A multi-trait test of the leaf-height-seed plant strategy scheme with 133 species from a pine forest flora

Daniel C. Laughlin, Jessica J. Leppert, Margaret M. Moore, Carolyn Hull Sieg

Research output: Contribution to journalArticlepeer-review

171 Scopus citations


Summary: 1. Westoby's [. Plant and Soil (1998), 199, 213] Leaf-Height-Seed (LHS) plant strategy scheme quantifies the strategy of a plant based on its location in a three-dimensional space defined by three functional traits: specific leaf area (SLA), height, and seed mass. This scheme is based on aboveground traits and may neglect strategies of belowground resource capture if root functioning is not mirrored in any of the axes. How then do fine roots fit into the LHS scheme?2. We measured 10 functional traits on 133 plant species in a ponderosa pine forest in northern Arizona, USA. This data set was used to evaluate how well the LHS scheme accounts for the variation in above and belowground traits. 3. The three most important plant strategies were composed of multiple correlated traits, but SLA, seed mass, and height loaded on separate principle components. The first axis reflected the widely observed 'leaf economics spectrum'. Species at the high end of this spectrum had high SLA, high leaf and fine root nitrogen (N) concentration, and low leaf dry matter content. The second axis reflected variation in seed mass and fine root morphology. Plants at the positive end of this spectrum were plants with large seeds and low specific root length (SRL). The third axis reflected variation in height and phenology. Plants at the positive end of this spectrum were tall species that flower late in the growing season. 4. Leaf N concentration was positively correlated with fine root N concentration. SRL was weakly positively correlated with SLA. SRL was not correlated with fine root N concentration. Leaf litter decomposition rate was positively correlated with the leaf economics spectrum and was negatively correlated with the height and phenology spectrum. 5. Leaf traits, seed mass, and height appear to be integrating properties of species that reflect much of the variation in plant function, including root function. Fine root N concentration was positively mirrored by the leaf economics spectrum, and SRL was inversely mirrored by seed mass. The leaf and height axes play a role in controlling leaf litter decomposability, indicating that these strategy axes have important consequences for ecosystem functioning.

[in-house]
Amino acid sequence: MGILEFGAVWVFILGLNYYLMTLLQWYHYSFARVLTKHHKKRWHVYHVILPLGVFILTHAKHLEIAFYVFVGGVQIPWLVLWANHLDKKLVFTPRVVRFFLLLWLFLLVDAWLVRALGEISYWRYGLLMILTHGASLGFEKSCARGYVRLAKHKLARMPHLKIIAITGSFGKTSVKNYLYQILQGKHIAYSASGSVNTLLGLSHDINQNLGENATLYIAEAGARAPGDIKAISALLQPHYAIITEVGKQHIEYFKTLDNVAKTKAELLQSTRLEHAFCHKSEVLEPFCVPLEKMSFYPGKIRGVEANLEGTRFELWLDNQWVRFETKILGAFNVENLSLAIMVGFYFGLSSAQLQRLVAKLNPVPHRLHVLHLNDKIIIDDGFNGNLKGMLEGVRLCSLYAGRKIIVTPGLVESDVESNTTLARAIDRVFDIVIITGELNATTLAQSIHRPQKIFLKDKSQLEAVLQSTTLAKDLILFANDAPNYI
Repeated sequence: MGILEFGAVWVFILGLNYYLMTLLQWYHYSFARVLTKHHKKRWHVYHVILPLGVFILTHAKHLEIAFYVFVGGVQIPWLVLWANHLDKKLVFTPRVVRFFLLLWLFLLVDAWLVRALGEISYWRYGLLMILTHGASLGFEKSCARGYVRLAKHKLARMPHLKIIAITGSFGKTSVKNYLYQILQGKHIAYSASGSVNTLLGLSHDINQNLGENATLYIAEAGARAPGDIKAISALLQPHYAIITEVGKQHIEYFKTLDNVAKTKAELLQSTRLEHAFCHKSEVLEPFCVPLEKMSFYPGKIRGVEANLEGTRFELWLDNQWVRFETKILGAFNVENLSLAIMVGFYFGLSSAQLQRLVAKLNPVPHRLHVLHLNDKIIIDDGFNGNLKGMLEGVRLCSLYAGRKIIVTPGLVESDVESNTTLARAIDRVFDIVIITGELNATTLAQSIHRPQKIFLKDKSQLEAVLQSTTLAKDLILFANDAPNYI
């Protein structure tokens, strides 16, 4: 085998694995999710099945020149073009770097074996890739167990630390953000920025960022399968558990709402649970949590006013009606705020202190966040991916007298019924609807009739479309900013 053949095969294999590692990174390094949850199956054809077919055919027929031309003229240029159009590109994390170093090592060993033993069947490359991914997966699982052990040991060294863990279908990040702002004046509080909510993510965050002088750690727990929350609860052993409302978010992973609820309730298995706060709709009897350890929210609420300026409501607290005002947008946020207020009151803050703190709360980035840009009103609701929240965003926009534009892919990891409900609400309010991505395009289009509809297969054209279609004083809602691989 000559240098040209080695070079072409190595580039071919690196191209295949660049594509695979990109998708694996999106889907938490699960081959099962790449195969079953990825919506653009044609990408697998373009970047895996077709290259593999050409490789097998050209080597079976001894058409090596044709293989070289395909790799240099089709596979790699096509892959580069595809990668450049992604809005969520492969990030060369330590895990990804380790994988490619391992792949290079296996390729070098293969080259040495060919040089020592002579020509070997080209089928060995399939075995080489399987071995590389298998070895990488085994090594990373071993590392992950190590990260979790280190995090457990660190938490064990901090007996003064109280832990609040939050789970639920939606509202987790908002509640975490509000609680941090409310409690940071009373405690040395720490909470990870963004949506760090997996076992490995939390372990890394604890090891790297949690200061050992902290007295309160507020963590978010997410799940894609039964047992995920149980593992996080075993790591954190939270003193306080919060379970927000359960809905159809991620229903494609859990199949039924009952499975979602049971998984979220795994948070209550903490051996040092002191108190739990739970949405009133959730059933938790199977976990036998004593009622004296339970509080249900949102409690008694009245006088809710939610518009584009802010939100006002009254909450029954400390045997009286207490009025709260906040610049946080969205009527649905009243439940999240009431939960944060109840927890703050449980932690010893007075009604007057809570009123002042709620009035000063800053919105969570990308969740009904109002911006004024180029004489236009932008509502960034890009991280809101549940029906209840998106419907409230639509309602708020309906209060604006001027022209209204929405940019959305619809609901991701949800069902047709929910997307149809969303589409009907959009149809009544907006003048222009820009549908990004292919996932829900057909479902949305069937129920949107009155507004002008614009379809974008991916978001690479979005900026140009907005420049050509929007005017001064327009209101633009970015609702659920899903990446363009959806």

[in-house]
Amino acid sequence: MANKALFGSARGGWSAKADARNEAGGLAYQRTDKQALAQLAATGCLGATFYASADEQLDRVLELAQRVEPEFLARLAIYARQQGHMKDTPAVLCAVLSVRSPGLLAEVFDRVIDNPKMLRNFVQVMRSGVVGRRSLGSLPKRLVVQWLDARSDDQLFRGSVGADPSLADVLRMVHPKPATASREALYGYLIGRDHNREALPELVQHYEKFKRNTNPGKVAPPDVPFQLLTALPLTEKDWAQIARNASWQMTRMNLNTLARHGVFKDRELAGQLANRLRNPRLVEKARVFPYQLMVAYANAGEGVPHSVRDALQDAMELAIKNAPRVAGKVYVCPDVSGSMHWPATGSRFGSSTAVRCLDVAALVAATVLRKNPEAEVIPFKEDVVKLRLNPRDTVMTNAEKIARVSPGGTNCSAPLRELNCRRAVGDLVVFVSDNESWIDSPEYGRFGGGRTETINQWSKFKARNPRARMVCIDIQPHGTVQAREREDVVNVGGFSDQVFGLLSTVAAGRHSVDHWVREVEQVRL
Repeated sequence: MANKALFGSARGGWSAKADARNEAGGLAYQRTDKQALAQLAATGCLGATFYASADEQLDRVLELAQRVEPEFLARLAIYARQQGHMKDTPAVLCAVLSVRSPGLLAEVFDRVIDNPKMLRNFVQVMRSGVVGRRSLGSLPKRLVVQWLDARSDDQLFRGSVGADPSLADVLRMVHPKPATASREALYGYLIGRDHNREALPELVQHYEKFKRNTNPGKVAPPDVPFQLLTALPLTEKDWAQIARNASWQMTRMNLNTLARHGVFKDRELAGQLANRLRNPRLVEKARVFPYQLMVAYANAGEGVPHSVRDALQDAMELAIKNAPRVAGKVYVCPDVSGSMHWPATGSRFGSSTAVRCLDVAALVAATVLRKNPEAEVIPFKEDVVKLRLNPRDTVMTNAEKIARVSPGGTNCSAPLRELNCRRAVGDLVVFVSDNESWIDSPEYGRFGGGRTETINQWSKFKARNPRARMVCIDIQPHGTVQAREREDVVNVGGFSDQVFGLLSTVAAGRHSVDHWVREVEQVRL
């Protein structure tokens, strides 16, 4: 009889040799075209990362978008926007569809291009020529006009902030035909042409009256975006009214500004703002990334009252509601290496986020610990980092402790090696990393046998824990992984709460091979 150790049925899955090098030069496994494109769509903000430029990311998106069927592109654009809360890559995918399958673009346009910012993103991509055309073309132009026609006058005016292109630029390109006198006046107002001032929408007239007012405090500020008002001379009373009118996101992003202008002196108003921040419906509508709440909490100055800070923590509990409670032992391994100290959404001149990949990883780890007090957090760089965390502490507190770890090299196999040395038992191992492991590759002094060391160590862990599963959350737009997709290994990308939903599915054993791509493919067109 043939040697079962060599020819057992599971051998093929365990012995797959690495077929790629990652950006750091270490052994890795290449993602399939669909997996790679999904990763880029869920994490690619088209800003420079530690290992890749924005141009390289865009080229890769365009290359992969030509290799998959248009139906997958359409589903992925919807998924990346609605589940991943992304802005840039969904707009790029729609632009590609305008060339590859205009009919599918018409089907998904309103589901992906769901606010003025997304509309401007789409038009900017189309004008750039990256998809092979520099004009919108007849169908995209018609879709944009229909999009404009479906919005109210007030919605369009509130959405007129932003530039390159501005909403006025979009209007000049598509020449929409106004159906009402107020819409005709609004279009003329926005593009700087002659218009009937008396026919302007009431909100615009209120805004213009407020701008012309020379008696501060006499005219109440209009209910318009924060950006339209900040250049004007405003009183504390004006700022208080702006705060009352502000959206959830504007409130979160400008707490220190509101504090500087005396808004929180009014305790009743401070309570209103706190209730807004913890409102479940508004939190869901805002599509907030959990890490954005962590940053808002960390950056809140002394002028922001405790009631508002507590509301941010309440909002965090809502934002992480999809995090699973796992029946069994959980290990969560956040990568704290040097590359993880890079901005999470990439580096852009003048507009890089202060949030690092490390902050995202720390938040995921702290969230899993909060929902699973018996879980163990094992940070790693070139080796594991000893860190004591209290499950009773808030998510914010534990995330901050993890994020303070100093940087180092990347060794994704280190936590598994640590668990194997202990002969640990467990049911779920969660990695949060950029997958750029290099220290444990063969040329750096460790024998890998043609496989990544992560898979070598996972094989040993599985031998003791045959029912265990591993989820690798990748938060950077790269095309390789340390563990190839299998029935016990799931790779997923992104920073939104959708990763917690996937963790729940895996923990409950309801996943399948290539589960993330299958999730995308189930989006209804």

Original languageEnglish (US)
Pages (from-to)493-501
Number of pages9
JournalFunctional Ecology
Issue number3
StatePublished - Jun 2010


  • Comparative ecology
  • Functional traits
  • Leaf economics spectrum
  • Litter decomposition
  • Nitrogen
  • Seed mass
  • Specific leaf area
  • Specific root length

ASJC Scopus subject areas

  • Ecology, Evolution, Behavior and Systematics


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